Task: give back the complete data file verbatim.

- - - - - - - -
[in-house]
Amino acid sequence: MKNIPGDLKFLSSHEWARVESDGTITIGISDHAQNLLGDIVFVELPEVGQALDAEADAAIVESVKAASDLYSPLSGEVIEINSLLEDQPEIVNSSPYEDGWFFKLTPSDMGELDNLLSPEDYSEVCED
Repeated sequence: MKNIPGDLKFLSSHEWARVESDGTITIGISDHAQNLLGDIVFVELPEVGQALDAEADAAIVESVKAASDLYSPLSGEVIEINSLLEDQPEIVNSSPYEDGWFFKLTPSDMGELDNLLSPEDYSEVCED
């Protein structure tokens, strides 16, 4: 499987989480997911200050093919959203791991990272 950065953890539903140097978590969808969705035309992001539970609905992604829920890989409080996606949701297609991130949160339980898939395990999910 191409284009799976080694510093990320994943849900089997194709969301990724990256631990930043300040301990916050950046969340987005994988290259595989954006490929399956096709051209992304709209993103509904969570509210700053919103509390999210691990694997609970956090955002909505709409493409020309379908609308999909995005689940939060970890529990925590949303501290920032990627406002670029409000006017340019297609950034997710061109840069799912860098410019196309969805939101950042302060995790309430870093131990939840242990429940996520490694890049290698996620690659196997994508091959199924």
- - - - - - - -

[in-house]
Amino acid sequence: MKNIPGDLKFLSSHEWARVESDGTITIGISDHAQNLLGDIVFVELPEVGQALDAEADAAIVESVKAASDLYSPLSGEVIEINSLLEDQPEIVNSSPYEDGWFFKLTPSDMGELDNLLSPEDYSEVCED
Repeated sequence: MKNIPGDLKFLSSHEWARVESDGTITIGISDHAQNLLGDIVFVELPEVGQALDAEADAAIVESVKAASDLYSPLSGEVIEINSLLEDQPEIVNSSPYEDGWFFKLTPSDMGELDNLLSPEDYSEVCED
């Protein structure tokens, strides 16, 4: 499987989480997911200050093919959203791991990272 950065953890539903140097978590969808969705035309992001539970609905992604829920890989409080996606949701297609991130949160339980898939395990999910 191409284009799976080694510093990320994943849900089997194709969301990724990256631990930043300040301990916050950046969340987005994988290259595989954006490929399956096709051209992304709209993103509904969570509210700053919103509390999210691990694997609970956090955002909505709409493409020309379908609308999909995005689940939060970890529990925590949303501290920032990627406002670029409000006017340019297609950034997710061109840069799912860098410019196309969805939101950042302060995790309430870093131990939840242990429940996520490694890049290698996620690659196997994508091959199924």